‘Dead in the Family’ gives fans foresight

By Alison Smyth

“Dead in the Family” (Sookie Stackhouse, Book 10)

Author: Charlaine… “Dead in the Family” (Sookie Stackhouse, Book 10)

Author: Charlaine Harris

Rating: B

Publisher: Ace Hardcover

“True Blood” fans have an advantage over other television viewers: They can predict the future.

No, most viewers aren’t supes (supernatural beings) or telepaths. They aren’t clairvoyant in any way. They’ve just become part of a fandom with 10 season structures already laid out for their reading pleasure.

“True Blood” begins its third season on June 13, a date that corresponds to the third novel in “The Southern Vampire Mysteries” called “Club Dead.” The television series is behind the set of books, meaning that the main character Sookie Stackhouse has already lived those adventures, met those villains and experienced those love triangles and mysteries by the time they appear in the HBO series.

Many Sookie Stackhouse novels revolve around travel, explore vampire politics and establish Sookie’s sense of self away from the men in her life, her hometown and friends. By the 10th book, the heroine feels more confident. She knows what she wants and who she wants.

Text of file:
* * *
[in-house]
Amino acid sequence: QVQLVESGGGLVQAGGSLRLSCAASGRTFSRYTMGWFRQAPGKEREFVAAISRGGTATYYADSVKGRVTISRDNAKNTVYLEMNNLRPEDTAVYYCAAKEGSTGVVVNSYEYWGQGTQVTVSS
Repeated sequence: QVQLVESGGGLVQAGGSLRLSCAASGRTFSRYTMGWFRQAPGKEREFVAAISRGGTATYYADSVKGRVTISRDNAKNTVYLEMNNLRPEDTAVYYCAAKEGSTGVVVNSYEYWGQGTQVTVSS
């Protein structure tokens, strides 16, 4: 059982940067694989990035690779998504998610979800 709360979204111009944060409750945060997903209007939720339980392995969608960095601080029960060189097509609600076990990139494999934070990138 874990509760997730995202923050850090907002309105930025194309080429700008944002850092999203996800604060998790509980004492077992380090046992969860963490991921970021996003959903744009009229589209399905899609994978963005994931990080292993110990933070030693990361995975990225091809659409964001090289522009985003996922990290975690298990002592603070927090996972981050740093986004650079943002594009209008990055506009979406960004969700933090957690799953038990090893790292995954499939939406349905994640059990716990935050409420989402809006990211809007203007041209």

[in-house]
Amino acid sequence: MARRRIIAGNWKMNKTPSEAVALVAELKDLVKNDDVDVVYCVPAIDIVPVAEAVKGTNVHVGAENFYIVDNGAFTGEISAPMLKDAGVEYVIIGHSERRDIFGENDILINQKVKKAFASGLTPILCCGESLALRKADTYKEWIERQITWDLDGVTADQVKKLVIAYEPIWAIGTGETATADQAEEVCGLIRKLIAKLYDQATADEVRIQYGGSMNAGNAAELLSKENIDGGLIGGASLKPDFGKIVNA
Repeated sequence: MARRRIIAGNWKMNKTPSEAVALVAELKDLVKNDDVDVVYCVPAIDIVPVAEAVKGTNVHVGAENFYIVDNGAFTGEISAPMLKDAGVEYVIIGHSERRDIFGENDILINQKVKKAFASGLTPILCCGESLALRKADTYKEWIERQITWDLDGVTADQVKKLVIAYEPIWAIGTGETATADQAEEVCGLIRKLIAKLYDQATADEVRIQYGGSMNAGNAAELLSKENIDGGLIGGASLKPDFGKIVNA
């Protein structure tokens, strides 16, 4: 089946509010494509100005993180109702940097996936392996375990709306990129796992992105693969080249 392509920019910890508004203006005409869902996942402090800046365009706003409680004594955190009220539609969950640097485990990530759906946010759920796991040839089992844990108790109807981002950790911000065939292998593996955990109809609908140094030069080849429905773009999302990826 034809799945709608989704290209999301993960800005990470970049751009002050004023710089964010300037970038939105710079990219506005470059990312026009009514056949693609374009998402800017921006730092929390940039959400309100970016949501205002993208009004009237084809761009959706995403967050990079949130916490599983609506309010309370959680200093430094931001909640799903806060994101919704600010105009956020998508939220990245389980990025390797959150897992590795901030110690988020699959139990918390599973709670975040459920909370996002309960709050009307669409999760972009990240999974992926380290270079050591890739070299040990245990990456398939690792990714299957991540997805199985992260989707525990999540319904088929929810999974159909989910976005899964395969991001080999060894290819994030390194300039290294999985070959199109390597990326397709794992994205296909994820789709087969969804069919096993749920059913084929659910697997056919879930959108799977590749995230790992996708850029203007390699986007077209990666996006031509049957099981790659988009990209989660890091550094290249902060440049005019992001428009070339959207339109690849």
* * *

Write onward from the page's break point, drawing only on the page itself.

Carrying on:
While the novels are mysteries at their core, most also involve a romance — or more likely, a love triangle. Flirting, sexual tension and Sookie’s inner struggle to balance her urges and her Southern belle mentality make for an interesting and often humorous read.

Sookie’s newfound romantic and supernatural experience has conditioned her to become little more than a narrative voice. Her sense of humor remains, but she isn’t surprised by anything. Where she used to blush or panic, she now handles the unexpected in a practical, calculated and somewhat vampiric way. Sookie is now married to the life into which she was once reluctantly thrown.

The latest installment ties up many plot points left unexplored in earlier novels, all relating to family issues. Specifically, Sookie’s nephew, the story of Eric’s maker (who is not Godric, as depicted in “True Blood”), the repercussions of the fae war and the new vampire regime as discussed in the previous books.

“Dead in the Family” may not appeal to all readers, but for some, the closure it offers will satisfy curiosity and clarify past events. Harris, as always, blends horror and romance, humor and the supernatural with ease — and she sure can describe a lusty Viking.